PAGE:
West Nile Mosquitoes are in Prowers County

First 2012 mosquito pool positive test for West Nile Confirmed for Prowers County  

Lamar, CO– Prowers County Public Health officials have received lab confirmation of West Nile in a sample pool of mosquitoes collected on the night of August 27th.  This positive result is from a number of surveillance locations in and around the city 

Sherry Sun, Summer Environmental Health Intern for Prowers County Public Health and Environment (PCPHE), confirms that PCPHE began surveillance of mosquitoes in early July, and that this positive result is the first in a mosquito pool in our surveillance area.  As of the week of August 20 the CDC has reported that the number of West Nile cases in the U.S. increased to 1221 with 43 deaths. This is the largest number of reported cases (through this time period) since the virus was first detected in the U.S. in 1999. There have been 38 states reporting human cases of West Nile Virus with an additional 9 states reporting the virus in birds or mosquitoes only.  In 2012 Prowers County has not had a confirmed human case of the disease to date but according to Keith Siemsen, Manager of Environmental Health for PCPHE, three of the four confirmed cases in Prowers County in 2010 occurred after September 1st.  (Note that one of those confirmed cases in 2010 resulted in a death).  Due to the severity of the current outbreak, and fact that recent data shows the number of cases increasing significantly across the U.S., PCPHE is urging citizens to increase their focus towards preventative measures in their daily activities.    

West Nile Virus is carried by certain birds and transmitted to people by bites from mosquitoes that have fed on infected birds. Female Culex mosquitoes, the species that carries the virus, usually start emerging in late April or early May.  

Siemsen adds, “Each season this virus will be present and circulating around the state. The severity of the season will depend on the weather. But the good news is that West Nile virus is preventable, and now is the time to take precautions against the disease.”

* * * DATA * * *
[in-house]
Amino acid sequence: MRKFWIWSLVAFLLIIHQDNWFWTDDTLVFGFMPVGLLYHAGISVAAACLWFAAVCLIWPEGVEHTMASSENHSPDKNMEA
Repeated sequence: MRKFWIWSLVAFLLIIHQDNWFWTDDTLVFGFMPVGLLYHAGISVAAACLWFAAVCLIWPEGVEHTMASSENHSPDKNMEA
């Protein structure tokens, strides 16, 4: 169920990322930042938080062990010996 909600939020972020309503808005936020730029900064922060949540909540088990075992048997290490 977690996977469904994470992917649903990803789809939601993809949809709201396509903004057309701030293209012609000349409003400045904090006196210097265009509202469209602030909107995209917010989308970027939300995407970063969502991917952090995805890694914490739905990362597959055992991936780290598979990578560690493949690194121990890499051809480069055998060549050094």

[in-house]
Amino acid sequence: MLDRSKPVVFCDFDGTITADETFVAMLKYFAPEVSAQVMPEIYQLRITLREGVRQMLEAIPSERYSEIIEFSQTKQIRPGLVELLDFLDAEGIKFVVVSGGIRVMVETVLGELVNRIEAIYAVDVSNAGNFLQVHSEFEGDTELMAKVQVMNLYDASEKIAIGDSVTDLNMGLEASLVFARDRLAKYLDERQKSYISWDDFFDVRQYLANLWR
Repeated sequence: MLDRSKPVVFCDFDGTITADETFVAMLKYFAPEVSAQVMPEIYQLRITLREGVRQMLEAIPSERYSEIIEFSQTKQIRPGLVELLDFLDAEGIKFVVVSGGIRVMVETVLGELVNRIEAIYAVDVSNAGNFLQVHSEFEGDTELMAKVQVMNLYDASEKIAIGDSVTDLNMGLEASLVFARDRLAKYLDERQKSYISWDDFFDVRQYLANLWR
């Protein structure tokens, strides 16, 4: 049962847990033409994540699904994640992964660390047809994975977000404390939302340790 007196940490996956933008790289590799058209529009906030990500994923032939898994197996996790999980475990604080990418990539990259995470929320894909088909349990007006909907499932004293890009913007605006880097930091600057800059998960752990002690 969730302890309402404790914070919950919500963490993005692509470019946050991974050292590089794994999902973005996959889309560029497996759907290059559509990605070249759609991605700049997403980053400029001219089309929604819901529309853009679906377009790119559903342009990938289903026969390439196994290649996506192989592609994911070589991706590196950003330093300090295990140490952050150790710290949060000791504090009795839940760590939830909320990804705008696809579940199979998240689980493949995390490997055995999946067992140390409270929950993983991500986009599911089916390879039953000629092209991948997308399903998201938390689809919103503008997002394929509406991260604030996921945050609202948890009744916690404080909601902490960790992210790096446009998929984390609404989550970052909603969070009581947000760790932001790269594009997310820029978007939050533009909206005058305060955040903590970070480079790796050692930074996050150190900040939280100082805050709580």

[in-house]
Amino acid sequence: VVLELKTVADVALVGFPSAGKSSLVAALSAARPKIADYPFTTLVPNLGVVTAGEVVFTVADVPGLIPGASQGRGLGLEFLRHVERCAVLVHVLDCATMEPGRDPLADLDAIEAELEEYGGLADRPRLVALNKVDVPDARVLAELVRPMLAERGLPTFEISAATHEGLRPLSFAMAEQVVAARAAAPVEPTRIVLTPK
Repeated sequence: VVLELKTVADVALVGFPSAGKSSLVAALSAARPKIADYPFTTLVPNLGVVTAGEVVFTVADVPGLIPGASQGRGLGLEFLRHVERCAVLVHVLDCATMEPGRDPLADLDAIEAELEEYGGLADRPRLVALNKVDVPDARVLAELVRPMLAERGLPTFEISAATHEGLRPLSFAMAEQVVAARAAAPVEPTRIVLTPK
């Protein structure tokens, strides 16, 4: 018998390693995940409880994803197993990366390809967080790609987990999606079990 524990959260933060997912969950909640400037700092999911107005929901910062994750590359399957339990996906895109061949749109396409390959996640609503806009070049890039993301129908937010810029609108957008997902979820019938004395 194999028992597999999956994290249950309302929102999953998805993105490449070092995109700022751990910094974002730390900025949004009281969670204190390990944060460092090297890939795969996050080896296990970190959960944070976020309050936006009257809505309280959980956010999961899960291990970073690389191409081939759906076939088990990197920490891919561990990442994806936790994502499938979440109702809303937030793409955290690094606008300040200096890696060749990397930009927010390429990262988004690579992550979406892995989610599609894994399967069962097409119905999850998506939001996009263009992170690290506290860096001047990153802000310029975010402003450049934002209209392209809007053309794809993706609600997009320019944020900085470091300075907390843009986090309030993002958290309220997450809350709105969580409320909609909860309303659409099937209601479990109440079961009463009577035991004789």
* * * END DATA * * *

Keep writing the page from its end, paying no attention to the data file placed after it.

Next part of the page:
Additional precautions to take against West Nile virus include:

  • DRAIN standing water around the house weekly since it’s where mosquitoes lay eggs, including: tires, cans, flowerpots, clogged rain gutters, rain barrels, toys and puddles.
  • DUSK & DAWN are when mosquitoes that carry the virus are most active, so limit outdoor activities or take precautions to prevent mosquito bites.
  • DEET is an effective ingredient to look for in insect repellents. Always follow label instructions carefully.
  • DRESS in long sleeves and pants during dawn and dusk or in areas where mosquitoes are active.
  • For tanks and ponds use larvicides as directed, larvacides can be purchased at various retail centers in Prowers County 

West Nile Virus has an incubation period of 3 days to two weeks. It can result in fever, meningitis and encephalitis, and have the potential for causing long-term illness and disability. The virus can affect any age group; however the chance that any one person is going to become ill from a single mosquito bite remains low. The risk of severe illness and death is highest for people over 50 years old, although people of all ages can become ill. Symptoms may include fever, fatigue, headache, muscle weakness, rash, stiff neck or changed mental state. If you have any of these symptoms please see your health care provider.

Just one mosquito bite can transmit West Nile virus or other diseases. To prevent illness from WNV and other mosquito-borne diseases, remember prevention is the best method.  Fighting mosquito bites reduces the risk of getting this disease, along with others that mosquitoes can carry. 

Don’t let mosquitoes ruin your fall…. Keep insect repellent handy and get rid of mosquito breeding sites in the yard! 

For more information you can call Prowers County Public Health and Environment at 336-8721 or you can visit www.prowerscounty.net  or www.FightTheBiteColorado.com. CDC website www.cdc.gov/ncidod/dvbid/westnile.



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